This Monday morning in London the reports are of devastation of front line Gaddafi army tanks and other equipment and of their air defense systems in the second day of attacks. Air attacks are said to be “very effective” by the coalition.
The issue of who is in charge seems still to be uncertain with NATO, due to a Turkey veto, not able to fully use its planning/command structure. America is still in central command but France and Britain are ready to take over and the U.S. would want to hand off to either power as soon as possible.
The rebel forces are moving towards Tripoli but frankly this is still a long process with great uncertainty ahead. Rebel forces are still untrained and not always effective against a professional army. The hope remains to have Gaddafi’s forces turn against him. There are so many elements which are not clear, including to what extent the allied forces can support the rebel advance.
Also, some are asking if the end game is a divided Libya between the regions. Yet the end goal, never fully said because of the wording of the U.N. resolution, is to remove Gaddafi, since with him most believe peace would never be fully possible.
More focus is now being given to the question of the political ends of all these actions.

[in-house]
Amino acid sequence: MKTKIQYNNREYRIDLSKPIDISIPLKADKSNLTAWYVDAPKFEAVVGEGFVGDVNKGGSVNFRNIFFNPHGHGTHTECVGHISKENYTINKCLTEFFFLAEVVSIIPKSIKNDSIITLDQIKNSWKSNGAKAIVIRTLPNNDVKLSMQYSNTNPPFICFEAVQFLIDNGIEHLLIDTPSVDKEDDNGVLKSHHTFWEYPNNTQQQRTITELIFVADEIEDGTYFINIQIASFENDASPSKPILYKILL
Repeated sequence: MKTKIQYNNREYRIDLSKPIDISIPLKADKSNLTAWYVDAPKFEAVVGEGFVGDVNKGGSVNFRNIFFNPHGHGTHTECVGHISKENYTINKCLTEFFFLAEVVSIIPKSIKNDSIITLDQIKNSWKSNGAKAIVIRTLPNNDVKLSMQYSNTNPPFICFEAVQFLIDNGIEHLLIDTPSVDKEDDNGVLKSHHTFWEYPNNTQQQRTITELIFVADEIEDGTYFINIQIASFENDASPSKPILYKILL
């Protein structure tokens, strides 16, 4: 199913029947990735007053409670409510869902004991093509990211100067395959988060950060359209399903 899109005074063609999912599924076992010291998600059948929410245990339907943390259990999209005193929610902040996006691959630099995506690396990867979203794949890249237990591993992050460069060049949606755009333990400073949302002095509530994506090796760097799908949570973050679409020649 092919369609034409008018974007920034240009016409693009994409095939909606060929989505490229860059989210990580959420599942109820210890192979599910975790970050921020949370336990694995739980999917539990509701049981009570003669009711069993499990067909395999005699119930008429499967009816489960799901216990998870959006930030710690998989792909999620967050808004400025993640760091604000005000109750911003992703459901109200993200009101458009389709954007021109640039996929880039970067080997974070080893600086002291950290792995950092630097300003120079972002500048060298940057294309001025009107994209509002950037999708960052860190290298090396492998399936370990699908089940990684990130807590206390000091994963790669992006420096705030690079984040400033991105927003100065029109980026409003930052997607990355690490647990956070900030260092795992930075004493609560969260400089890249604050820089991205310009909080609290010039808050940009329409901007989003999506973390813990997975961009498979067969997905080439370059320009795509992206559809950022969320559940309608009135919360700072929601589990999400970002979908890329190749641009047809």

The House of Commons will be formally voting today on the Libyan action and there is little doubt they will support the action. There is some concern over costs and possible growing involvement.
The coalition is still hoping for the support of some Arab governments. Their involvement is seen here among some as key to keeping unity of purpose and its broad support.
Also there is concern over unrest and violence in other Arab counties including Yemen. It is hoped that Qatar would be the first Arab nation to contribute to the military side of the Libyan effort.
Given that there is not yet a clear path to the end, there is a debate among the coalition about how far and to what extent to act and when. The French seem to be most active in support of the rebel forces especially in Benghazi and going west.
In any case most of the coalition forces have now moved to airbases closer to Libya with faster response to any situation. They have established a blockade against weapons coming in to Gaddafi. However, it seems that Gaddafi forces are still carrying out offensive actions in a number of Libyan cities according to news reports.
A major action and mass killing of woman and children by Gaddafi forces appears to be still taking place in Misurata.
People are starting to again focus on what kind of government will arise if indeed Gaddafi’s regime falls. The National Council in Benghazi is made of young professionals, but a clear leadership element of a new government is highly uncertain at this time.
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